When Puma first breached the NBA, sneaker endorsements were essentially unheard of. Sure, companies like Converse would advertise the athletes wearing its sneakers, but the spotlight was more on Olympians and boxers, competitors that had universal appeal. The idea of naming a sneaker after an athlete was far from a reality. But entering the NBA’s 1973 season, the company eyed Walt ‘Clyde’ Frazier.
Frazier was basketball’s most visible player, and just six years removed from college, the New York Knicks guard was arguably one of the sport’s most popular players in its history. The NBA was evolving from what had been a league in which coaches dominated style of play and the athletes weren’t ashamed of their paunches; the sport was becoming more fast-paced and athletic, and as such, the players were becoming more creative on the court. The days of the NBA as a “group of pituitary cases trying to stuff a ball through a hoop” were numbered.
Frazier was the epitome of that shift, showcasing an effortless style, whether dribbling around the perimeter or driving to the basket, and every step he took on the court possessed a syncopated rhythm. His status was only further cemented when the Knicks defeated the Los Angeles Lakers in the 1973 NBA finals, the second (and — so far — last) NBA title in the franchise’s history, and as a catalyst for those two championships (he scored 18 points in the deciding game), Frazier seemed the perfect candidate for a sneaker brand hoping to ride basketball’s popularity.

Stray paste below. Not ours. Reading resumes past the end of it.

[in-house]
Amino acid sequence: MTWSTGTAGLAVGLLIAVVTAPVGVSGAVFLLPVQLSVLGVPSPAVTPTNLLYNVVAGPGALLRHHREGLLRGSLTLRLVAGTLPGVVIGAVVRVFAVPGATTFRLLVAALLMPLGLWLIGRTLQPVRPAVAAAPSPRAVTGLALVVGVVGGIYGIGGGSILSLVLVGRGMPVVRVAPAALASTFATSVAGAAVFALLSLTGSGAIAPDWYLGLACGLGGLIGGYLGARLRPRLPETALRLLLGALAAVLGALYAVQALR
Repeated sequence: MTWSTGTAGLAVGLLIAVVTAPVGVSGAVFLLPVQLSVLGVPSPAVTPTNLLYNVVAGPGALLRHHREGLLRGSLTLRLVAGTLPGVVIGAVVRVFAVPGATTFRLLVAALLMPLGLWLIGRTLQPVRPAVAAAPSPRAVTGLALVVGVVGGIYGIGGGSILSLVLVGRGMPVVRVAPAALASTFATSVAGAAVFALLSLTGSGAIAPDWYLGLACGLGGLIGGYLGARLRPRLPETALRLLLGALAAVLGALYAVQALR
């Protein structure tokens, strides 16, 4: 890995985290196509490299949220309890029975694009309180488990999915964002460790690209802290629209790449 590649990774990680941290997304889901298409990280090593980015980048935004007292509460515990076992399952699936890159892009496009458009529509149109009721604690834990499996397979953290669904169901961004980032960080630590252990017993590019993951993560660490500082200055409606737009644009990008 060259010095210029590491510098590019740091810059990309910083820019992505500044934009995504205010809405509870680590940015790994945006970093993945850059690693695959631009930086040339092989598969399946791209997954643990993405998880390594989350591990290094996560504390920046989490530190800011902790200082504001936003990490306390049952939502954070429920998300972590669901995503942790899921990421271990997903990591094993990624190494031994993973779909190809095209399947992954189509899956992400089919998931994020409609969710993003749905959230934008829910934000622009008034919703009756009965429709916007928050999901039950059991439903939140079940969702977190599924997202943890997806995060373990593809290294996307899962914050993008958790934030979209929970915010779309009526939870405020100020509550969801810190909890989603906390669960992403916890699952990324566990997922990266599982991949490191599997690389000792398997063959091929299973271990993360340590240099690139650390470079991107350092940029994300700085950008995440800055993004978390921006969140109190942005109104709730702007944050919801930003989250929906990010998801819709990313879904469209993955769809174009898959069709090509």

Puma had launched in the late 1940s as a brand that largely targeting runners, but execs saw Frazier as emblematic of the company’s shift, a marketing push that appealed to basketball players on and off the court. When Frazier was first courted, he was immediately interested, especially as he’d be the only athlete at that point with a sneaker endorsement: “It was a big ego trip. I was the only guy in any sport that had a shoe named after him…the style was infinite style. The style was ageless.”
The sneaker Frazier endorsed was a modification of Puma’s Bucket, a sneaker that had debuted several years earlier and one Frazier immediately rejected as “really heavy.” He later recalled to sneaker historian Bobbito Garcia, “I told them ‘Even if you paid me, I couldn’t wear this shoe. It’s too clunky.'” Puma’s plan, which eventually resulted in a $25,000 contract and a royalty of 25 cents for each pair sold, was to give Frazier complete freedom to design his sneaker, a feat of improvisation for a person whom Esquire had named America’s best dressed jock. The result? A lightweight suede sneaker that debuted in 1973 outfitted with numerous colorways and minimal padding. Tough enough to compete with Bill Walton and Bob Lanier for 48 minutes a night, but also stylish enough to wear walking down NYC’s Fifth Avenue. “You can style and profile in this shoe as well,” Frazier said. The company’s ads showed Frazier donning a suit, a wide-brimmed hat, and his feet graced in his Clydes, accompanied by the tagline, “Straight-up cool.”
By the time Frazier retired 1980, Puma had sold more than a million pairs of the Clydes, but Frazier’s retirement coincided with the rise of leather in sneaker construction and the emergence of a new generation of basketball players, helmed by a junior wing from North Carolina. Not even the blip of Vince Carter’s signing in the late 1990s could save Puma from fading from the basketball conscious, which is why the recent announcements of Ayton, Bagley, and Jay Z are so stunning. Could Puma resurrect itself as a basketball brand? Or, similar to what happened in the 1980s, will this be yet another brief resurgence? Much will depend on how its trio of prospects perform in the 2019 NBA season and whether the sneakers — like the Clydes — manage to influence basketball players on and off the court.